Friday, 11 July 2014

The Lonely Photographer


I have had this in my "to do" list for a while and as the photographer John Robinson is now adding to his series  "The Lonely Photographer", so thought I had better get going!!

I liked the light on this image plus the mystery and the thoughts of where he is going and where he's been.

As some of you will know I like back images especially of need to worry about a likeness so I just had to decide on my palette for this one.

I knew I would need a good dark so I used indigo which I like mixed with alizarin crimson and a touch of raw sienna to give me an "almost" black... I wanted to capture the light at the end of the tunnel so went in with fairly pale washes to start with and built the tone later.  As you can see I added a touch of green to the darks to connect them with the greens in the distance. The walls of the tunnel were quite shiny in parts, not sure if they were wet anyway I tried to capture that too.

One tip is to photograph your work and view it on screen, it's amazing how areas you need to address become so clear.....with this the walls, floor and figure weren't dark enough.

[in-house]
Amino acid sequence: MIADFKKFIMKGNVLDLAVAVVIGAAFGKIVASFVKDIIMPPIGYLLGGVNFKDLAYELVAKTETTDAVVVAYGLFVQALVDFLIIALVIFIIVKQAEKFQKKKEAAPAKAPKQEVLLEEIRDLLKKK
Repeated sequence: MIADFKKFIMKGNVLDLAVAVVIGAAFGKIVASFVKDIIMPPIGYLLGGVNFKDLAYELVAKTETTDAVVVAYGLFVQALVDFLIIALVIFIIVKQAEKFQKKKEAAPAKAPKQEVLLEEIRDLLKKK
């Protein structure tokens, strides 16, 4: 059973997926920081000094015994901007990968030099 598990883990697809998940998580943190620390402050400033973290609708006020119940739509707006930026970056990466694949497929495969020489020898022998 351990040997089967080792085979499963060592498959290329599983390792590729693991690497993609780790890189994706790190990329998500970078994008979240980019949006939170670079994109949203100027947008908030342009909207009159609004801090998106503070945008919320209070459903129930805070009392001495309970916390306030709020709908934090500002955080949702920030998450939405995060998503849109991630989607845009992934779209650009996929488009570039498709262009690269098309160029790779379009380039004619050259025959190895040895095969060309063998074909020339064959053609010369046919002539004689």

If any of you would like to see more of John's work, here are his links


John is also a member of Paint my Photo


  1. You have captured this image so very well in watercolour Judith, I will follow the link and take a look at his photographs

    1. Aw thanks Lorraine... he really does take some super photos, especially landscapes... I really must get to grip with them as I will have such a choice once I can do them justice~!!

  2. You've captured this brilliantly, love it!

    1. Thanks Margaret, once I worked out how, it just happened... those are the best kind!!

  3. I'll say it again! Wow!

    I just love this one Judith. So many questions about the character in it.
    I find taking a picture helps too - I don't know why you see things you missed when you view it on screen - but you do. My OH always laughs at me when I do it )

  4. Not dark enough! You have got these lovely darks without them becoming muddy. Really works well. There is mystery here and it makes an interesting and dramatic painting.


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